During the move we recovered a couple folders of notes and scribbles from very early in Teslagrad’s development, here’s a look at a couple of nuggets:
an excerpt from the initial script outline for Teslagrad’s story! This changed a lot as we decided to do completely nonverbal storytelling, so in the end a lot of nuance was cut in favour of more instinctively understandable/ archetype based story beats. A lot of the story work in teslagrad was “how much can we cut/streamline this to make it more understandable without losing the flavour” rather than “how much of the story can we cram in before people get impatient”.
In the end, the amount of behind the scenes, not explicitly stated stuff probably made the ingame world feel richer and more expansive than it would have otherwise!
Early sketches of the king, complete with a list of design inspirations. his outfit was a lot more flash gordon-esque here!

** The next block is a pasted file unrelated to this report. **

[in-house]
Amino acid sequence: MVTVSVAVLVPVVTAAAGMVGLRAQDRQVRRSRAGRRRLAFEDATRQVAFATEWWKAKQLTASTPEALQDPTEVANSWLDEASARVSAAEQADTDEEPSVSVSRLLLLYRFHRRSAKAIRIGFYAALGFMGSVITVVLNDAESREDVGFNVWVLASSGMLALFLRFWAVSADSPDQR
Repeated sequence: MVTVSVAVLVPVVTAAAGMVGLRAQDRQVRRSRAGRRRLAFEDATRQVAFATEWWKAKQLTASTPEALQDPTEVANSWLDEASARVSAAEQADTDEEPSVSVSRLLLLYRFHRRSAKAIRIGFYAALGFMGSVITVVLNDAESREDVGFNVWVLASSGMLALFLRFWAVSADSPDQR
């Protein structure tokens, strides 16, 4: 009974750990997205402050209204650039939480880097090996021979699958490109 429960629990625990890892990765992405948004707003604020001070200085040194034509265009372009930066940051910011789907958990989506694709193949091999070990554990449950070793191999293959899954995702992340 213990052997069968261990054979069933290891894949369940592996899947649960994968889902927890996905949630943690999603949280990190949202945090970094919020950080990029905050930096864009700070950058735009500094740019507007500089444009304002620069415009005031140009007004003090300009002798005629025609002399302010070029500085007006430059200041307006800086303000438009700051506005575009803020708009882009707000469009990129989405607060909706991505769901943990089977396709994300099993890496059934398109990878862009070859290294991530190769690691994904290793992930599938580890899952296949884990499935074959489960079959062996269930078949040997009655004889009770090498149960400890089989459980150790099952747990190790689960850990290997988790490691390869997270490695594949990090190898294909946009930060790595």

I got a question online the other day about level design that i gave a long and rambling answer to, but i figure it might be useful for some of you who might be starting out making games yourself:
“So I’m interested in getting into game development. I’d also like to make a platformer puzzle type game. I have 0 experience outside of being the consumer of games. I’m a developer and I’m sure with enough time and research (and tools like Unity) I can handle the programming side. For me what I think seems most daunting is level design. What was your team’s process for designing the levels?”